It has been a while. To get every one caught up, I have been working as a photographer the last few years but not in any capacity that allowed me to travel or shoot wildlife. It was sort of like a commercial CSI role, lots of documentary photos and technical writing. That gig has ended for now.
I am now pleased to announce that I have moved to the Pacific Northwest and I am back on the hunt in a wildlife rich environment. While I am out photographing birds and other wildlife regularly the nature of this blog is going to be different than in years gone by. I don’t plan to publish new instructional posts but will repost older relevant tutorials. I will not post on weekly basis either, in all honesty that is just too demanding and does not have enough payback to make it worthwhile.
Some of you may remember that in addition to photography I am also a software developer. I am pleased to announce that over the past couple of years I have created a number of nature or photography related applications and the Diary of a Birdshooter blog will be home to those applications with content and tutorials to help the users of the applications.
Last week we did the most basic editing by separating the subject from the back ground, balancing the exposures and making contrast, saturation, and shadow/highlight adjustments independent of each other. Today we are going to finish off the photo with some cloning. There are plenty of different ways to do cloning and none of them are wrong, so don’t think you need to do it the same as I do. Any way that accomplishes the result is just fine. Lets go back to that background layer that we just adjusted and duplicate it. We see an ugly black waterline from the river going right through the bird. This is going to be a lot easier to fix with the layer mask in place, we won’t have to worry about our bird at all. Select a soft brush with medium opacity in your clone brush tool and be sure that you are sampling only the current layer and the “aligned” box is checked. Here you have your choice, you could clone with the river bed rock, the foliage, or a combination of both. In this case I did both trying to make the water line slightly meandering so it is not a straight arrow shooting straight through our eagle. The log under the eagle could also be cloned out at this point but I think I will leave it in. The only big distraction it creates is the huge black spot behind the subject in the trunk. I am going to sample the area just below it and at a very low opacity tap the brush repeatedly until it looks ok.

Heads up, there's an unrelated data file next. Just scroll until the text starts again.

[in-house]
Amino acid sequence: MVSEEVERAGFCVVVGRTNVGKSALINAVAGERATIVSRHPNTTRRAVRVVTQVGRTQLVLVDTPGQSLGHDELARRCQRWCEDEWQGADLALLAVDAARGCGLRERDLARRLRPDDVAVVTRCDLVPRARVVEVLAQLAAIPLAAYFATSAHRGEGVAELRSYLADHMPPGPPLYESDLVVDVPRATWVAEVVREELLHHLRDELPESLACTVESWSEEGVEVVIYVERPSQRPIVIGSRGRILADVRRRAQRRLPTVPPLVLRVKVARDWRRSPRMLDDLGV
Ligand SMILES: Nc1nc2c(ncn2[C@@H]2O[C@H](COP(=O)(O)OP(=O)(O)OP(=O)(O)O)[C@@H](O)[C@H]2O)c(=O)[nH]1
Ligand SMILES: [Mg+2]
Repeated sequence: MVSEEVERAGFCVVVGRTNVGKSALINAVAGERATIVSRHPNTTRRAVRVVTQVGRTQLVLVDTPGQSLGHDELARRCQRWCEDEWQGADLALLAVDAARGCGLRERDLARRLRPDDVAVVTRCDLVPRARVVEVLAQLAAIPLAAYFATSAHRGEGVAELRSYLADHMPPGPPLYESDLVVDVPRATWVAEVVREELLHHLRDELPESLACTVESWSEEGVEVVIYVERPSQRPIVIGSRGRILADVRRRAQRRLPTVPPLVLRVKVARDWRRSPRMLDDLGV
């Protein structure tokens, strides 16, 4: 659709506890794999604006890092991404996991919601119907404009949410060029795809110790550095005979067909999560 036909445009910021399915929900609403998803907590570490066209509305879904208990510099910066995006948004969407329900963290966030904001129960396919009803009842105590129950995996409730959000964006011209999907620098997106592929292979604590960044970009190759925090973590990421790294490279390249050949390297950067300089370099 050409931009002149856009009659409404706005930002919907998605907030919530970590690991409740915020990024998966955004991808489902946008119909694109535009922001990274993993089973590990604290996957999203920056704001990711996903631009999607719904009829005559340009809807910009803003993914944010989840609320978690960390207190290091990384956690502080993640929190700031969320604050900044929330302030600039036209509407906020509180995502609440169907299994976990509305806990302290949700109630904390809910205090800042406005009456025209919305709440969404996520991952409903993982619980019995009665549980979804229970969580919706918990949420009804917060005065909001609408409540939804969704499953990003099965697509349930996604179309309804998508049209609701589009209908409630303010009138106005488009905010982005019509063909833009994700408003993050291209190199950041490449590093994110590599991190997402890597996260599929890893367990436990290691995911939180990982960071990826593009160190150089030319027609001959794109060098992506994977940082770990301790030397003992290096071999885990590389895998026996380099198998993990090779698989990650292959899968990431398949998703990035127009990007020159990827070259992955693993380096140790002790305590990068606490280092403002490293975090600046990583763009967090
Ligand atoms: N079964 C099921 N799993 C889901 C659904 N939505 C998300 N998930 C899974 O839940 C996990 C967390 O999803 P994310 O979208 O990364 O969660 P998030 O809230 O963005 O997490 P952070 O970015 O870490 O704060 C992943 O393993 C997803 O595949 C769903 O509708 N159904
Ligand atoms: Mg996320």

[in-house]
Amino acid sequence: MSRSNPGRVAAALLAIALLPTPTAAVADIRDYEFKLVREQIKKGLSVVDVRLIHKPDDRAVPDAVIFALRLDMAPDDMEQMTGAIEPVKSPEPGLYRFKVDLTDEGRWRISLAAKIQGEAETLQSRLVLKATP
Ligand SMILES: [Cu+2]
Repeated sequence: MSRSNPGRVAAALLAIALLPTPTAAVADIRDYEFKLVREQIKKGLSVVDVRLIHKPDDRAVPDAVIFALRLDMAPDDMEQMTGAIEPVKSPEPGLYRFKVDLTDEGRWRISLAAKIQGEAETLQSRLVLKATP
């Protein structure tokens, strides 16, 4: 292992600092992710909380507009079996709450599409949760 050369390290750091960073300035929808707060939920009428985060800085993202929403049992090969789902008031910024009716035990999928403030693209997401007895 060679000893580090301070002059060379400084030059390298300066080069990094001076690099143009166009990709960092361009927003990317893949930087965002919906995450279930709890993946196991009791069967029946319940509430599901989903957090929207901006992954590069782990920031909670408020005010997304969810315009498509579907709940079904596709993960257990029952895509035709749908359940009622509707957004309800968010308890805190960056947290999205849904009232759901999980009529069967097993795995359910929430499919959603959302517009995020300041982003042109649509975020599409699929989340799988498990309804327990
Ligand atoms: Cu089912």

Yeah, that’s the ticket. Now lets look at the bird. Not much to do here, the beak has a white highlight on the tip, it is not a blown out highlight just a white area that is overexposed. All we need to do is put some color in it and that is easy to do. I could clone from the area around it but since the area is round and irregular shaped it is much easier to simply sample a nearby color and paint over it on new blank layer. At this point you could try different blending modes and the “color” mode is often a good choice but since the underlying layer is white just lowering the opacity until everything blends in works just fine. By the way, there is a lot of blood and dirt in this eagles head area, usually eagles clean up after eating but this guy must have forgotten. I could have cleaned that up but for me it is just part of nature so I left it in. On the strip of the tail that was too bright I did a little cloning lowered the opacity and changed the blend mode to multiply (I think!) to darken it up a bit. After that Shift<Option<Command<E to make a complete layer, flatten the image if you need the performance. I now just need to clone out that branch in the lower left corner, healing brush will get it too, and send the image over to Lightroom for some final adjustment. I like to use Lightroom for sharpening, noise reduction, saturation, and selective exposure or gradient masking. There is no need to do it in Lightroom but for me it seems easier, probably because it is one step closer to a final output.
I am sure you will agree that the final image is a vast improvement and I hope one or two of these methods finds its way into your workflow. Until next time Thank You for stopping by and Happy Shooting.
You can catch me on Twitter: @RonBoyd
This week the Diary of a Birdshooter blog starts its 5th year. If it were a Bald Eagle it would become an adult. Four complete years of writing every week about my adventures and sharing the things I have learned along the way. I am looking forward to continuing through out 2014 and into the foreseeable future however things are going to change some too. As things continue to grow time becomes more limited and I am rapidly seeing the need to make more money to help pay the bills. At some point in 2014 the site is going to get an overhaul, there may be some advertising or donation buttons but I plan to make everything available for free. It is hard to believe that there has been 4 years worth of material devoted to bird photography but I still have plans for much, much more.